Print Story Five for fighting.
Diary
By blixco (Wed Jun 11, 2008 at 06:06:21 AM EST) (all tags)
Randomly chosen, though the title comes straight from Danger Room.


  1. Don't ask me to delete your windows partition, which allowed me to use the license on another desktop, then come back to me six months later and demand I immediately install windows onto your computer.  You'll find my lack of interest in your panic anything but charming.  I'm funny that way; the more you push, the slower I go.  Right now I have a helper monkey sorting through all of our windows licenses to find yours, and when I do find yours, I'll shred it and we'll take two more weeks to buy you another one, because it takes two weeks to buy anything here.  Yes, we're a geographic oddity: we're a fashionable two weeks from anywhere in the world.
  2. Banks will oftentimes have external signals that something is wrong inside the bank.  These signals are subtle and different for each branch, but they are used to signal approaching employees or security if there is something wrong with the branch.  These signals are only used to cover the time between "employees in" and "customers on."  For instance, if an armed assailant takes one of the early arrivals hostage or manages to plant a bomb or something, the employee will do something innocuous...like, fail to open or close a set of blinds or drapes, or fail to turn off an outside light.  Other employees and/or security will then spot these signals and know to call the police and not enter the facility.  One of the banks I worked in had regular drills.  Since I was overnight shift at that bank, I would sit with the security guard and watch him bust people who didn't catch the signal (in our case, a set of drapes that needed to be opened if all was clear).  It was funny, though, how many people caught the signal and called the cops (who'd been alerted to the drill); fully 98 percent of the employees were aware that something was amiss.  I mention this because this morning, I drove by a bank branch that is normally buttoned up until customer hours start.  This morning, though, the blinds on one side of the building (facing the parking lot) were open.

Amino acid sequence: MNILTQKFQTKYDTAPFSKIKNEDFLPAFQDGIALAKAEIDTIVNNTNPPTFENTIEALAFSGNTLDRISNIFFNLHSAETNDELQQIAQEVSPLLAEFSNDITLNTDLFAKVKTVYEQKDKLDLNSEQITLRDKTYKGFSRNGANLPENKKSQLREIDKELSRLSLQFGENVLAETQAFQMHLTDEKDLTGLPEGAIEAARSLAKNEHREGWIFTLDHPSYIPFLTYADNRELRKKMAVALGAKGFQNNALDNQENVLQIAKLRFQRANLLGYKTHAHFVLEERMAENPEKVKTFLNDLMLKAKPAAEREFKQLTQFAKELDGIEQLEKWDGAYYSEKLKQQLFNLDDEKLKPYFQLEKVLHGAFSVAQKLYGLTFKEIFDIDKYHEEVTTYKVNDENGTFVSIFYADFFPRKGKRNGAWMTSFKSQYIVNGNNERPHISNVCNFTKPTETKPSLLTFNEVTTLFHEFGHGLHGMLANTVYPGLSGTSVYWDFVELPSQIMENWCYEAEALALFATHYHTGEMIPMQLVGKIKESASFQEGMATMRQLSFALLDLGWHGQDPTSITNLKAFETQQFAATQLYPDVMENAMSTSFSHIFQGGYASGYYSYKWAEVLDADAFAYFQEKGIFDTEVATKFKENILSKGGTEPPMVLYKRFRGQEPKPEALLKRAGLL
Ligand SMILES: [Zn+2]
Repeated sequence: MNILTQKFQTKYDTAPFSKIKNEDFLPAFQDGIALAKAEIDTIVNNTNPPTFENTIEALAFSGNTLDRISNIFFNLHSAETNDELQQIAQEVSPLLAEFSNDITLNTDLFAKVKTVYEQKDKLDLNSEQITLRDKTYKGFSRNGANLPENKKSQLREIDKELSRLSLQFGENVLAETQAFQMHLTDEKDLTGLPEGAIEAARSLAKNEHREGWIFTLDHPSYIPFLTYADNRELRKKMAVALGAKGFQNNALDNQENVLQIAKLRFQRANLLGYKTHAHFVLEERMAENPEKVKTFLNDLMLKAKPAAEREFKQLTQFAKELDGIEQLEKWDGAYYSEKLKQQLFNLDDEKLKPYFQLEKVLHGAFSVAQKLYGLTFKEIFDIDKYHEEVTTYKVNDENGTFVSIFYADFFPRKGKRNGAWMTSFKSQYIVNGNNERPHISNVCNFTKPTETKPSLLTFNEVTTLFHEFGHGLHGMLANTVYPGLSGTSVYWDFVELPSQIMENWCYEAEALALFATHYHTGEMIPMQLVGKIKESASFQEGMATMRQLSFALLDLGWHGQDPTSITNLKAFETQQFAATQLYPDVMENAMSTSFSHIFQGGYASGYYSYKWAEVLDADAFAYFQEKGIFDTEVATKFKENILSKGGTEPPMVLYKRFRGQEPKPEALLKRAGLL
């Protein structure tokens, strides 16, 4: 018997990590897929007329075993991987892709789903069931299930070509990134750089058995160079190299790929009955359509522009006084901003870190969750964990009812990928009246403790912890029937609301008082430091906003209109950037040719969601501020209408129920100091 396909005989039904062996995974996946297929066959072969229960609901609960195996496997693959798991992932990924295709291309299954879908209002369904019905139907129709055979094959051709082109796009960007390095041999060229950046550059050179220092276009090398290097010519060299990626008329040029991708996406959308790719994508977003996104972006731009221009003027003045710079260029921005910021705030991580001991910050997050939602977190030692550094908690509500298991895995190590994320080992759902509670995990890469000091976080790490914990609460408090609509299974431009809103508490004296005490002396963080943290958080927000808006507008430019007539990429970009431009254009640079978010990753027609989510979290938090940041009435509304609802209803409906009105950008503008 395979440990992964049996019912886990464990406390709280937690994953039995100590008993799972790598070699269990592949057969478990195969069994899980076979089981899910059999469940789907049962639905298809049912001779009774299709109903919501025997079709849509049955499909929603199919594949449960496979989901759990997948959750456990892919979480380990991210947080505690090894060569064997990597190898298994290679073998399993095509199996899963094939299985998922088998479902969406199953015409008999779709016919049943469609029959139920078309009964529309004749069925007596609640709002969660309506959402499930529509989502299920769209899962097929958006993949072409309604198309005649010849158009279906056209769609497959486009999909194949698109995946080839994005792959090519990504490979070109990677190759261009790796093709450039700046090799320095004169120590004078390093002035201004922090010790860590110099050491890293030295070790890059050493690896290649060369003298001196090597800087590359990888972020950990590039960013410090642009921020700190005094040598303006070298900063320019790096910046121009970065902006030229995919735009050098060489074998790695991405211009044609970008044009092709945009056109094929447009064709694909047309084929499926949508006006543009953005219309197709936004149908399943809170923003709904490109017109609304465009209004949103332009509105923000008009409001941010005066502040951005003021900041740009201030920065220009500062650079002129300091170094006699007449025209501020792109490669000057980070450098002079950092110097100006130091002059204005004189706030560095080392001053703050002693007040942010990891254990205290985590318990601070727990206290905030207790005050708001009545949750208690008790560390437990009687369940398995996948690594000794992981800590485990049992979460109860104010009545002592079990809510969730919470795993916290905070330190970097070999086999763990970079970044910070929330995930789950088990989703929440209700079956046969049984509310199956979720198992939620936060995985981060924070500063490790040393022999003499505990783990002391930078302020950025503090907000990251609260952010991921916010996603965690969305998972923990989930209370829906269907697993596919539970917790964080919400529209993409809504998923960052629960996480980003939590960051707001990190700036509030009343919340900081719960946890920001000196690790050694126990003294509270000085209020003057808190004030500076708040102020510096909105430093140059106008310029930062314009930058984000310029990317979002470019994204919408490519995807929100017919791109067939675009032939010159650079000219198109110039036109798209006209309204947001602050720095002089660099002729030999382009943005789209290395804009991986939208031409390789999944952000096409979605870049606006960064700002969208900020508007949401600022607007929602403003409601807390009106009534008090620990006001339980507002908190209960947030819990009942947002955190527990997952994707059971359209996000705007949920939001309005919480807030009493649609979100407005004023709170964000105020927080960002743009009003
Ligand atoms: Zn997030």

3. Talked to my brother for the first time in months on Sunday.  He's a good guy, my brother, who has worked through a lot of crap in his life. His oldest son, my nephew Chris, was supposed to have graduated high school this year, but failed to do so.  They did go to the graduation ceremony to see a family friend graduate.  I wonder what Chris thought, seeing all of his peers and friends who are about to start their lives? I hope it was an encouragement, but I have a feeling that it may not encourage much.  I'm not sure how to motivate a 17 year old...that's the target demographic in the US, right?  Everyone over 25 wants to be 17?  So, how to motivate an unmotivated American.  I say, the draft.
  4. I have an ntop box that parses all of our network traffic and gives me the lowdown on who is doing what.  There's not much in the way of "illegal" activity.  We have a couple of users who stream music or movies at high bandwidth rates, so I've throttled them back.  We have a few others who download a shedload of zip / rar files.  Probably media of some sort.  I did have one user who kept trying to email pictures apparently taken via cell phone.  I don't have any problem with amateur porn, but not at work, please.  Heck, I'm OK if you hit a porn site once or whatever, but if it starts taking actual bandwidth and billable time, then you're going to meet our security folks.  That being said, this ntop box now locks up when I start capturing traffic.  It will capture 99 percent of the packets on the switch, but it won't allow any other service to run while doing so.  The ntop box is running debian, has a multi-core Intel proc, has 4GB of RAM and a ridiculously well-made Intel PCI-E NIC. But our backbone is now handling several GB per second average. My question is: how do people monitor extremely high utilization networks?  Distributed access?  One monitor per vlan?  How?  HOW?
  5. My sister-in-law was laid off, a couple of friends were laid off, one was shuffled down to minimal hours, and two people that I peripherally know are violently dead in a war that continues to make little sense. I am selfish in my happiness, apparently, and will do my best to farm it out a bit, get the word out that hey, you, over there! It will all be OK in the end. What we have, all we have, is this right now.
< A Day in the Life | Remember that time in 2006 >
Five for fighting. | 13 comments (13 topical, 0 hidden) | Trackback
Well by Gedvondur (4.00 / 1) #1 Wed Jun 11, 2008 at 06:17:02 AM EST
You generally don't capture all of the traffic on a network.  Most monitoring is just sampling.  sFlow would be a good example of this as well as Cisco's NetFlow in sampling mode.